Meeting of the Committee of Experts at the Conference of Ministers 2015, Addis Ababa, Ethiopia.
Agenda 2063 is Africa’s pre-eminent framework for progress over the next 50 years. It will be implemented through a series of medium term plans with the long term development plans of Regional Economic Communities (RECs) and member states progressively more aligned with the continental framework.
Like the global post-2015 agenda the aspiration for Agenda 2063 is a transformative and ambitious framework that enables African countries to achieve a number of objectives including, among many others;
- Eradicating poverty in one generation and building shared prosperity through social and economic transformation of the continent.
- Growing Africa’s collective GDP to levels proportionate to her share of the world’s population and natural resource endowments.
- By 2020 all guns will be silent.
In their report, the High Level Panel of Eminent Persons on the Post 2015 Agenda called for a “data revolution for sustainable development, with a new international initiative to improve the quality of statistics and information available to citizens.”. The panel called on stakeholders to “actively take advantage of new technology, crowd sourcing, and improved connectivity to empower people with information on the progress towards the targets”.
This data revolution, although mentioned in the context of the post-2015 agenda will not exclusively serve it but the broader development agenda as well. This provides Africa with an opportunity to leverage the momentum and interest in new sources of data, greater human capital in statistics and improvements in technology to do a better job at measuring progress towards our goals.
But all this won’t simply fall out of the sky. It will require investment and this is where I see three challenges, among many others, that pose an existential risk to the achievement of Agenda 2063 or even the post-2015 Sustainable Development Goals in Africa.
Financing Africa’s Development Priorities
- Overseas Development Assistance has played a critical role in helping developing countries move the needle towards progress in the period after 2002 until now. As was noted in the outcome document of the Doha Declaration on Financing for Development, there was “substantial increase in public and private flows since 2002, which has contributed to higher economic growth in most developing countries and a reduction in global poverty rates.”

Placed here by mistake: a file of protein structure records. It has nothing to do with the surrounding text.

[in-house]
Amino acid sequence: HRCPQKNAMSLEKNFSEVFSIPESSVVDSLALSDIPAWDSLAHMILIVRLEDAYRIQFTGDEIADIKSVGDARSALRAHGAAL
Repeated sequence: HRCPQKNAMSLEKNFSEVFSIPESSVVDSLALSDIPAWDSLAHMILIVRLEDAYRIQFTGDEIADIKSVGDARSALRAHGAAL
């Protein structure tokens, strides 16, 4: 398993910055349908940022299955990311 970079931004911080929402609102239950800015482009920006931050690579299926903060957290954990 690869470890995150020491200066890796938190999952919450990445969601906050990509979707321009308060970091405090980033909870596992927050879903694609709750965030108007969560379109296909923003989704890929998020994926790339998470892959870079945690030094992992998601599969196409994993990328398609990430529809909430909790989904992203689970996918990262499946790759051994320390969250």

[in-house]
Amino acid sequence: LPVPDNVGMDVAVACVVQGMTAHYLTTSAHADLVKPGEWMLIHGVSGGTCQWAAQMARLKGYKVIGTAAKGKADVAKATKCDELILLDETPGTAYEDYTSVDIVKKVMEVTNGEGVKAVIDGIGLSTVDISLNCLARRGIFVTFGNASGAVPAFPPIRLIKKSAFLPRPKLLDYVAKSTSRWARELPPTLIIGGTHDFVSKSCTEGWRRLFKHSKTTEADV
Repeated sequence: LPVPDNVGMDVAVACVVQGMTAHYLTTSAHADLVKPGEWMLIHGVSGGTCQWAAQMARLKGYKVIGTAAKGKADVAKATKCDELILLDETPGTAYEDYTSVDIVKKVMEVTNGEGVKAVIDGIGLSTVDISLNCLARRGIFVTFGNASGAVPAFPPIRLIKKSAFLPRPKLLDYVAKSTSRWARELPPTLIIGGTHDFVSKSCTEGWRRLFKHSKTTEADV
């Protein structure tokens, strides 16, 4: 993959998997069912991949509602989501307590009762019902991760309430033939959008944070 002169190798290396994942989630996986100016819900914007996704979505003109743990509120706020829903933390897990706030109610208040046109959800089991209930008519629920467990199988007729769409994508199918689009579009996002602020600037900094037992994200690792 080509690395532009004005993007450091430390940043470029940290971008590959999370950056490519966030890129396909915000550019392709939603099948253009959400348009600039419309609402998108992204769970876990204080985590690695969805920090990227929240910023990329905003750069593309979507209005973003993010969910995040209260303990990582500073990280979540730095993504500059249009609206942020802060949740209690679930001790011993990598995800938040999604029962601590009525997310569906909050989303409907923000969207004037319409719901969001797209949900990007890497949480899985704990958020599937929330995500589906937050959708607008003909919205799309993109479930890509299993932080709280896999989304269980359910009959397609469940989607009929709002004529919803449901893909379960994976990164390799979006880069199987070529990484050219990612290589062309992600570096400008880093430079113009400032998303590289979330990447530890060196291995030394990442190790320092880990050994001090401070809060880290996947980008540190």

The objectives of the Monterrey consensus, unfortunately, are yet to be fully realised with developed countries not meeting their obligations to date. While I am certain a costing exercise will be carried out to determine how much every country will need to spend in order to play its part in Agenda 2063, I am not sure the extent to which no-strings-attached ODA will be available for it. If elements of the Agenda 2063 first 10 year plan don’t fit neatly into the final post-2015 agenda will developed countries still meet their obligations without giving conditions that would slow down progress? Over reliance on ODA by developing countries in Africa will most certainly pose a threat to Agenda 2063 in the long term.
- And there’s the big issue of illicit financial flows. Africa is losing, according to the AU High Level Panel on Illicit Financial Flows from Africa Report, $50B with some estimating this to be growing at just over 9% a year. Tackling this problem is not just a technical financial industry one but one that requires the political will to take the fight to the highest levels of multilateral diplomacy where these issues become hooks onto which strings to development assistance can be attached. This fight may play out during the intergovernmental negotiations in the run up to the 3rd International Conference on Financing for Development in Addis Ababa, Ethiopia this July. It is also bound to play out in diplomatic “skirmishes” around the development of an official definition for ‘Illicit Financial Flows”, an outcome of which could be negative impact on large western multinationals operating on the continent.
- Financing development requires the mobilisation of domestic resources and in Africa, our aspiration as articulated in Agenda 2063, is “Africa shall be an integrated, united, sovereign, independent, confident and self-reliant continent“. If resources that are mobilised only to make their way into numbered off-shore accounts or are misappropriated to support the extravagant tastes of leaders rather than in support of development progress, this agenda will remain a vision. Sound public finance management including transparency, accountability and strong oversight institutions backed by a conducive governance environment will be essential to safeguarding resources and ensuring progress towards self-reliance. While illicit financial flows pose a direct and sometimes external threat to successful domestic resource mobilisation, poor public finance management, dysfunctional tax regimes and lack of transparency are purely internal to the country and can only be blamed on us.
The path to Africa’s financial self-reliance is dogged by challenges including the resource curse, terrorism and intra-African trade barriers. However, it is our path to walk and it is our path to fix. Only Africa can.